‘Let’s get back to the drugs check,’ Sister Fison said. ‘She won’t bother anyone for a while.’
But as they got downstairs, the sister was called to the phone. Molly went along the corridor in search of something to eat but hesitated near Dr Fison’s office, feeling roused enough to go in and challenge him now, query the injection he had given Olive, ask what he planned for her future treatment. It would be fair to hear what he had to say before telling Cat what was happening, asking for her opinion.
His door was ajar.
‘… But Mrs Forbes, you agree with Hazel that this country has a misguided attitude to assisted suicide. Easy enough to condemn ending a life which has become pain-filled and intolerable when you don’t have to deal with the reality of it day in, day out. What about a single parent with a desperately handicapped child? What about the loving partner of someone in great agony? … Yes, Hazel Smith … Yes, she gave me your number … She was very concerned about you. She told me she felt powerless to help you.’
There was a pause.
‘Hazel is a mutual friend, that’s all … Well, that’s my point. Hazel believes the same as you and I do … Yes, that’s why I am trying to … Listen … I want to make sure that the facility we offer in this clinic is absolutely the best because it’s only when we give the best that we will win the argument and get the law changed. Meanwhile, I’m going ahead on my own as I told you …’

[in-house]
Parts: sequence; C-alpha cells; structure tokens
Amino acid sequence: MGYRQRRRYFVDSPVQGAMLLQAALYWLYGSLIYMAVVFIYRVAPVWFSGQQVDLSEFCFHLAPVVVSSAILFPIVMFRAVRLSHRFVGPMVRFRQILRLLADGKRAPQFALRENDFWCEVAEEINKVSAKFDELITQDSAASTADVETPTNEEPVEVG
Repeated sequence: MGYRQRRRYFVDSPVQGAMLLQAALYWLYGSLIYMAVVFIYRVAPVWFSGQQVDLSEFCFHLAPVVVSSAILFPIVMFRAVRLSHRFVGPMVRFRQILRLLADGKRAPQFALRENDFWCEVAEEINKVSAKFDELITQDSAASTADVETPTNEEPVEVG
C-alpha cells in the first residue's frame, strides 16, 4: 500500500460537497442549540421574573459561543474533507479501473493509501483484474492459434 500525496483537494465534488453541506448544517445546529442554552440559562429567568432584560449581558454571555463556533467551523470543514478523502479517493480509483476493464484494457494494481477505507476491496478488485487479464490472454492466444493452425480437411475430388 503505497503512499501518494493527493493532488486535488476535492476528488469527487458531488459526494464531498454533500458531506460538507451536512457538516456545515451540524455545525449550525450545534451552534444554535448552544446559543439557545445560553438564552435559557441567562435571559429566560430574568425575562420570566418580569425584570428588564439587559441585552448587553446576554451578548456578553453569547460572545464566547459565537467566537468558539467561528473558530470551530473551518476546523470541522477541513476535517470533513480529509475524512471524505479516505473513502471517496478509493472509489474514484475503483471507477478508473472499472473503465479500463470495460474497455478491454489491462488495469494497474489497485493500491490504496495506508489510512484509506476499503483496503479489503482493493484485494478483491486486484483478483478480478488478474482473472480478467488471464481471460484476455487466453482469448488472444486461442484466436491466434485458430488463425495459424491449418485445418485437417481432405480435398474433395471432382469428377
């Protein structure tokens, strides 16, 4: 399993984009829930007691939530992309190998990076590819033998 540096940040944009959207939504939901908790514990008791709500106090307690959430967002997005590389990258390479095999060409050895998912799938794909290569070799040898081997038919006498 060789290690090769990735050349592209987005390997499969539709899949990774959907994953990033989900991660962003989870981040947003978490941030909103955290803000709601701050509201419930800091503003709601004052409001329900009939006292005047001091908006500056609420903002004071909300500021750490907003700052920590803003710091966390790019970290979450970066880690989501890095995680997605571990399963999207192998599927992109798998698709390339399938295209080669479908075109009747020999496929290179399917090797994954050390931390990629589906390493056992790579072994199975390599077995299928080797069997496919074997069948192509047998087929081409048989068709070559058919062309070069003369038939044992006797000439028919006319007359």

Molly walked on towards the kitchen to collect a salad and a drink from the fridge. In the staffroom, Teresa, one of the carers, was drinking a Coke and doing Take a Break’s Wordsearch. She glanced up.
‘When do you get to be a doc?’
‘Couple of months.’
‘Then what? GP?’
‘Not sure yet. Don’t think so.’ She sat down and peeled the cling film off her salad.
‘You won’t be going into this lark though. Who would?’
‘Don’t you like it? You’re good with the patients, I’ve watched you. I watched you with Olive.’
‘Poor Olive. She’s got something buzzing round inside her head and it’s driving her mad trying to swat it. Well, you don’t get anything back, do you?’
‘They trust you. They rely on you.’
‘Nothing back. Nice enough place though. They keep it fresh which is more than you can say for some homes. I’ve worked in places you wouldn’t keep your cat.’
‘I don’t always …’
Molly stuffed her mouth with ham and tomato to avoid having to answer.
‘He’s all right, you know. He’s not bad. It’s her I can’t stand. He has these ideas only she doesn’t bother to try them out. Started these memory books, you know? Memory books, memory boxes – and showing them short films of what it was like in their own day, when they were kids, when they were in their twenties … get them to try and talk about it. It was good. Only she doesn’t bother to keep it up.’
‘Maybe they’re beyond it.’